Wed | Jun 28, 2017

Handcarts rescued cruise ship passengers in flooded Falmouth

Published:Friday | March 17, 2017 | 3:00 AMLeon Jackson
Cruise ship passengers from the ‘Liberty of The Seas’ cruise vessel enjoying a handcart ride across flooded roads in Falmouth, Trelawny, yesterday.

WESTERN BUREAU:

Some cruise ship passengers who got caught in the heavy rains that lashed Falmouth, Trelawny, yesterday, flooding several roads, got a novel taste of what it is like to be transported Jamaican handcart-style.

The handcart operators, who are well known for their ability to spot business opportunities, realised that Gate Three at the Falmouth Pier was partially flooded, and with a cruise ship in the harbour, and turned up with their carts to provide transportation, at a cost, across the flooded area.

Delighted to have what was probably a unique Jamaican experience, some of the cruise ship passengers, who came into Falmouth via the Liberty of The Seas cruise vessel, decided to pay the J$100 to ride in style on the handcarts, which are generally used to transport market provisions and to sell coconuts.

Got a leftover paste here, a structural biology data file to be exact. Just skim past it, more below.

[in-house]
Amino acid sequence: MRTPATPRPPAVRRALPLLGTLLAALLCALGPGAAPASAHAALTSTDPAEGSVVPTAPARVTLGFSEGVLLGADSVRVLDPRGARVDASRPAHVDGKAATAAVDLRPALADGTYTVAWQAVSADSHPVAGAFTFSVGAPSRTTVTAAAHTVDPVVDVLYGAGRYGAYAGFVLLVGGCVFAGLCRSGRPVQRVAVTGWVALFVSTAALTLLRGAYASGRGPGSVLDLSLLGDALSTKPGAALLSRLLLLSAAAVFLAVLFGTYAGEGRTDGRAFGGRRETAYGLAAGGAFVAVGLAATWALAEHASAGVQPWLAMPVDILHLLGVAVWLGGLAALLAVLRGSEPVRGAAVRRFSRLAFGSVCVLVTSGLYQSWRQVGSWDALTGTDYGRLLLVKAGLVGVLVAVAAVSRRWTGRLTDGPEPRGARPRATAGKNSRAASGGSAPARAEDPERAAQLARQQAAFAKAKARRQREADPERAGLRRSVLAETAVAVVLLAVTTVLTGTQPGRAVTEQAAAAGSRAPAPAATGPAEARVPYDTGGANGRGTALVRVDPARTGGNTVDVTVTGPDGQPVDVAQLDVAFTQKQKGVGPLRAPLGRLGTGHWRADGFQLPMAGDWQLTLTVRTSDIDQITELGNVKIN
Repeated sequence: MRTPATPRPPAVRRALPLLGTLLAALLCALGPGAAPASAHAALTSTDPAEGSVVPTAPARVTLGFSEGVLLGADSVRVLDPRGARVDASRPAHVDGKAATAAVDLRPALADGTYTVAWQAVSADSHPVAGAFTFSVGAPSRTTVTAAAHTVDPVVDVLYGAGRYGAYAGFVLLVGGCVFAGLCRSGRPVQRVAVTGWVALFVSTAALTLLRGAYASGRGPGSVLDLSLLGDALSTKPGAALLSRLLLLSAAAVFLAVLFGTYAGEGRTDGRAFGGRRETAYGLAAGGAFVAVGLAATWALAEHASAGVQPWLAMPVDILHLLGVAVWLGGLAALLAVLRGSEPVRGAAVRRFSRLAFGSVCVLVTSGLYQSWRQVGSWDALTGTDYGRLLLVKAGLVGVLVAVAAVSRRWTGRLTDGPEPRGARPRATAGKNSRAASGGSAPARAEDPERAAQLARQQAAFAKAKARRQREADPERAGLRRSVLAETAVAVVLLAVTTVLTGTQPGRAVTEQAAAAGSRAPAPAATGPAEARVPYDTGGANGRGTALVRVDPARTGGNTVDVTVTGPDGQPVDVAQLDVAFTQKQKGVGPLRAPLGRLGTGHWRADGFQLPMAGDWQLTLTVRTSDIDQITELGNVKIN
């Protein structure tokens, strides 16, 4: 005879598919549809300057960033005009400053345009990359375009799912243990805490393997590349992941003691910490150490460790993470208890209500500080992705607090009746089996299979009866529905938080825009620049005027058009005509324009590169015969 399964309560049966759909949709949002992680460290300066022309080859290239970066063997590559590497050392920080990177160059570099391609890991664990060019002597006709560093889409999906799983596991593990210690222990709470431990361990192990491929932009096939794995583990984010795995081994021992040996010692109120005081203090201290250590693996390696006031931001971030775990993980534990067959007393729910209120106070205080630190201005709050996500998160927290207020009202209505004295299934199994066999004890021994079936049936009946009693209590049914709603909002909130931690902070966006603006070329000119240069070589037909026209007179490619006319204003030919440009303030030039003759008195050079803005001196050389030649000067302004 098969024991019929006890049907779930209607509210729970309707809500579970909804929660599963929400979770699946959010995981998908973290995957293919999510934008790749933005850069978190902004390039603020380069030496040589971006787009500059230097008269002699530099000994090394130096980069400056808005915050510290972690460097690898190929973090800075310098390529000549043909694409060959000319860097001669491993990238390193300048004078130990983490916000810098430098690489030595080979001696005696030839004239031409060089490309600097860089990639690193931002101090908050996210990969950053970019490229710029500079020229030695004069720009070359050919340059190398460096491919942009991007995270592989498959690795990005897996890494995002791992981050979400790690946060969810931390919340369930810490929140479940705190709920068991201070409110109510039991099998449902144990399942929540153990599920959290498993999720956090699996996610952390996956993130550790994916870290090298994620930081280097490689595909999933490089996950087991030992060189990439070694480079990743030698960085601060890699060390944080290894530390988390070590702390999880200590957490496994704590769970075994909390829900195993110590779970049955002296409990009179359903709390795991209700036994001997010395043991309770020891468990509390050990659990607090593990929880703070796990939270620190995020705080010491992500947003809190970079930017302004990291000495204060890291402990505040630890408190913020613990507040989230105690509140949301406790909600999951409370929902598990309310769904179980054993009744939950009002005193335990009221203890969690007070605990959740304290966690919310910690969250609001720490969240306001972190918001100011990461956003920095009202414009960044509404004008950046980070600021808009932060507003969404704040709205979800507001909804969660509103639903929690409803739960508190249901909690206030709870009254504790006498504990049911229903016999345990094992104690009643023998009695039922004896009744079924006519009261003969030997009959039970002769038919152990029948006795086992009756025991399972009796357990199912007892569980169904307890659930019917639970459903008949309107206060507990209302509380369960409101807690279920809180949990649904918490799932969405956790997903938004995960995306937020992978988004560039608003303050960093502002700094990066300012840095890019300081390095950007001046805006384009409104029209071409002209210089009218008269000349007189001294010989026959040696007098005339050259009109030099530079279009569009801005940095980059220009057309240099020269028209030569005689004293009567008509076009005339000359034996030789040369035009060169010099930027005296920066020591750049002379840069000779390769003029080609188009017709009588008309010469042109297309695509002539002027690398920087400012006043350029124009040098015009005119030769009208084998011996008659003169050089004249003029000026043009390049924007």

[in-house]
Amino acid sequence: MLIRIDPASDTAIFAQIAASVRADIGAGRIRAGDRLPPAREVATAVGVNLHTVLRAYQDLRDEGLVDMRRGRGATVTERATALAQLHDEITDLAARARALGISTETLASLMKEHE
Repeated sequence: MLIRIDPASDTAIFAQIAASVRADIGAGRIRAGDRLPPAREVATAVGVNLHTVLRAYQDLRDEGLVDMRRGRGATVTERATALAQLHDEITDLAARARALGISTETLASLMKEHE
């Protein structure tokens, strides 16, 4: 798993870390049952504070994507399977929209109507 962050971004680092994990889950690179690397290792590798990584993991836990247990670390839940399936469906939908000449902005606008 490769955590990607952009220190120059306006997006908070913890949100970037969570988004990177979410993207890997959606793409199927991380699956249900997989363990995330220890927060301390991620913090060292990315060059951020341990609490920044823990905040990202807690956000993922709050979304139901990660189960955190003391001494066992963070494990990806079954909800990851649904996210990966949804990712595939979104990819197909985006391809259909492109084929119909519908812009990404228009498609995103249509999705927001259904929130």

As other cart operators became aware of what was unfolding, they, too, got in on the action, ensuring that all the visitors who wanted to get into the town of Falmouth got the opportunity to do so.

ENJOYED THE EXPERIENCE

Based on the reaction from the visitors, who took on the challenge of riding on the handcarts, they clearly enjoyed the experience.

"Oh, I enjoyed this trip! It started a little scary, but now that have I crossed, I can look back and enjoy the experience," one visitor told The Gleaner.

Mark Hylton of the Port Authority of Jamaica said that the flooding at the entrance to the pier was caused by a combination of factors.

"When the tide is high, the water in the drains doesn't run freely. We have placed meshing at strategic positions to capture garbage that gathers from time to time or is thrown into the drains," said Hylton. "With the rains, excess water fills up the drains, causing the flooding."

Hylton said that when he became aware of the situation, he called for help within his organisation as well as the municipal corporation to clear the drains as quickly as possible so that the cruise ship passengers could get to go into the town of Falmouth.